By Rosemund Warrington Assistant Executive Director, HR & ODE Specialist O rganisations comprise individuals with distinct ideas, beliefs, attitudes and perceptions that collectively constitute their values. Values are traits or qualities that represent an individual’s highest priorities and the forces that drive them. According to Mabey et al (1998, p.480), “Values focus on why people behave as they do.” A value system plays an important role in any organisation and provides the guiding principles that are most important to employees regarding the way they work, whether they are experienced employees or new entrants. In a successful workplace environment, work ethics and great workplace values are essential. For students transitioning from the classroom to the workplace, there is always an anticipation of greater freedom as well as a steady source of income. However, for many it is a huge transition from college life to becoming a working professional. For those who have not held a formal job before, they may not be fully prepared for the challenges while transitioning into the world of work. Values form an important part of an individual, and are needed in every sphere of life, particularly so in the public sector, because public officers are a direct representation of these values to the public whom they serve. A Values mindset is at the core of citizencentricity. It is with this in mind that CARICAD developed a generalised Values-based framework to raise awareness of values employers look for in new hires and to encourage good behaviour and habits in the workplace. The framework emerged over years of CARICAD’s staff working directly with public sector organisations to better understand organisational effectiveness and organisation culture. “Your beliefs become your thoughts, Your thoughts become your words, Your words become your actions, Your actions become your habits, Your habits become your values, Your values become your destiny.” ― Gandhi In this current period, the impact of COVID-19 is forcing organisations, as they try to adapt to the new work realities, to reconsider the profile of their workforce far beyond the technical aptitude of employees. There is now a greater focus on the competencies and core values that employees bring to the table. As a result, quite apart from the reality that new graduates will now have to compete with workers who have been laid off, those who will be fortunate to secure employment will need to adjust to an evolving world of work filled with new protocols and requirements for particular competencies. New working professionals will therefore need to adapt not only to policies and procedures, but also patterns of work, employment arrangements and competency requirements related to every step of the employee journey, from recruiting and onboarding through to engagement at work. While new professionals may have a good command of digital, mobile, and social media technologies and communications, there are some softer skills that they may need to learn to survive in the workplace. For new professionals, the chances of getting or keeping the job could be greatly enhanced by having the right values. CARICAD has always been an advocate for values alignment in the workplace. Our collective professional experience has proven that without such alignment, work cultures tend to cultivate stress, undermine engagement and stymie productivity. New professionals as well as supervisors in the public sector must therefore learn how to engineer values alignment in a way that is authentic and sustainable in the post-COVID-19 workplace. CARICAD maintains that in order to create a values-friendly work environment in the public sector, it is critical not only to understand and embrace the level of performance being committed to, but also the level of values transparency that requires commitment.  Continues on next page 9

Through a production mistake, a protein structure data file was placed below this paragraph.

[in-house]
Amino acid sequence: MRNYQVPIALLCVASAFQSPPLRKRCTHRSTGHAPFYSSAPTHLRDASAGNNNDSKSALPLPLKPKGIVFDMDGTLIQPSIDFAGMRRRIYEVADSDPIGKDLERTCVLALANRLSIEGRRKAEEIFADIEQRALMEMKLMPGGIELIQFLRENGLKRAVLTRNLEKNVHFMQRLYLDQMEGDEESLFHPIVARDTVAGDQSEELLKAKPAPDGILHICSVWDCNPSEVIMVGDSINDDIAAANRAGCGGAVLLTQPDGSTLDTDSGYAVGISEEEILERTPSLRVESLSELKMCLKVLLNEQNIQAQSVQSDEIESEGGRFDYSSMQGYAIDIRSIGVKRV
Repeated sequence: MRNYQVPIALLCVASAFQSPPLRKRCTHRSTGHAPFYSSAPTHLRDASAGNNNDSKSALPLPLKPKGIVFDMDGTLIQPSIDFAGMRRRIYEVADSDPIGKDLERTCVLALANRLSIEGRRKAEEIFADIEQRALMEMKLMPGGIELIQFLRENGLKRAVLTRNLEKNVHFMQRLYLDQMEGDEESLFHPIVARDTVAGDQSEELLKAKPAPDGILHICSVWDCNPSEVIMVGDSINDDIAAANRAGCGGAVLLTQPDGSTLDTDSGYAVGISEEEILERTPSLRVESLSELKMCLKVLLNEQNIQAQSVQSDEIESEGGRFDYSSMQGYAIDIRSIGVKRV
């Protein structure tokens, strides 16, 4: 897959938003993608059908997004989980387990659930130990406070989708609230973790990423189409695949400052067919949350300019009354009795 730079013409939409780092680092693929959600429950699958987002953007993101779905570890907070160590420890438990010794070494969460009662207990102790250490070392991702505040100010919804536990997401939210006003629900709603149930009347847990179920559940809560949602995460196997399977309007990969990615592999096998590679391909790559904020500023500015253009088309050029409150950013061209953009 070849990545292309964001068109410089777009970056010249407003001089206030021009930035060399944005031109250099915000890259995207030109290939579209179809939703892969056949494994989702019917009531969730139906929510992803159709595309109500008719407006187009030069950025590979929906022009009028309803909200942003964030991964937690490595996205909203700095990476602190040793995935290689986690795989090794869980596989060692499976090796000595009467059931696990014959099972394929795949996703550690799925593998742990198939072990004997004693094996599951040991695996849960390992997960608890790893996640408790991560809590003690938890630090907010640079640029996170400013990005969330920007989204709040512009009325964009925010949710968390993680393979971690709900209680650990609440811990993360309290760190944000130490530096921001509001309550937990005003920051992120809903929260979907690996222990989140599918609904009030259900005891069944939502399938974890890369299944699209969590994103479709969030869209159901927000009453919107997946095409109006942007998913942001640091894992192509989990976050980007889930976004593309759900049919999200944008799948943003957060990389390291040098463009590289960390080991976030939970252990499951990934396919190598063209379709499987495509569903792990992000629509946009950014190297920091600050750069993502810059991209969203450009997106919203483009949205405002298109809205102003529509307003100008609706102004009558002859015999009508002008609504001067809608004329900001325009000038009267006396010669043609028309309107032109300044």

10 Publizr Home

You need flash player to view this online publication